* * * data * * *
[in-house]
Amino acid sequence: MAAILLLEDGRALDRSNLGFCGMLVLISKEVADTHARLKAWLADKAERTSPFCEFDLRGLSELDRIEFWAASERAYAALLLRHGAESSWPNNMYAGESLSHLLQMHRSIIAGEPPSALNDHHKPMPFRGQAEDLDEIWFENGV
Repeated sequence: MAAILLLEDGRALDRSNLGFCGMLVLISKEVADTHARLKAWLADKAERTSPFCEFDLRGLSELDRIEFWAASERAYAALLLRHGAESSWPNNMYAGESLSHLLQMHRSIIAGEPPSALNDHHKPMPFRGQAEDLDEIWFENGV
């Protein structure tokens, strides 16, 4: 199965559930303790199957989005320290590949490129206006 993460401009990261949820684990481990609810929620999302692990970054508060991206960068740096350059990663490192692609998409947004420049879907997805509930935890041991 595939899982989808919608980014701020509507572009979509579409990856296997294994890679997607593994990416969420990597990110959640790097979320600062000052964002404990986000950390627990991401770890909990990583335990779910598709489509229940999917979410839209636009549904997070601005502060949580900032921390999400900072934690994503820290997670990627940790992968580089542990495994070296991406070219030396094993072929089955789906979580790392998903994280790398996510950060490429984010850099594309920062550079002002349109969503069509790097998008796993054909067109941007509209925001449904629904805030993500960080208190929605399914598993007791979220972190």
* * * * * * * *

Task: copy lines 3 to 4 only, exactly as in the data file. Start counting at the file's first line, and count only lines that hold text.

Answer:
Repeated sequence: MAAILLLEDGRALDRSNLGFCGMLVLISKEVADTHARLKAWLADKAERTSPFCEFDLRGLSELDRIEFWAASERAYAALLLRHGAESSWPNNMYAGESLSHLLQMHRSIIAGEPPSALNDHHKPMPFRGQAEDLDEIWFENGV
């Protein structure tokens, strides 16, 4: 199965559930303790199957989005320290590949490129206006 993460401009990261949820684990481990609810929620999302692990970054508060991206960068740096350059990663490192692609998409947004420049879907997805509930935890041991 595939899982989808919608980014701020509507572009979509579409990856296997294994890679997607593994990416969420990597990110959640790097979320600062000052964002404990986000950390627990991401770890909990990583335990779910598709489509229940999917979410839209636009549904997070601005502060949580900032921390999400900072934690994503820290997670990627940790992968580089542990495994070296991406070219030396094993072929089955789906979580790392998903994280790398996510950060490429984010850099594309920062550079002002349109969503069509790097998008796993054909067109941007509209925001449904629904805030993500960080208190929605399914598993007791979220972190």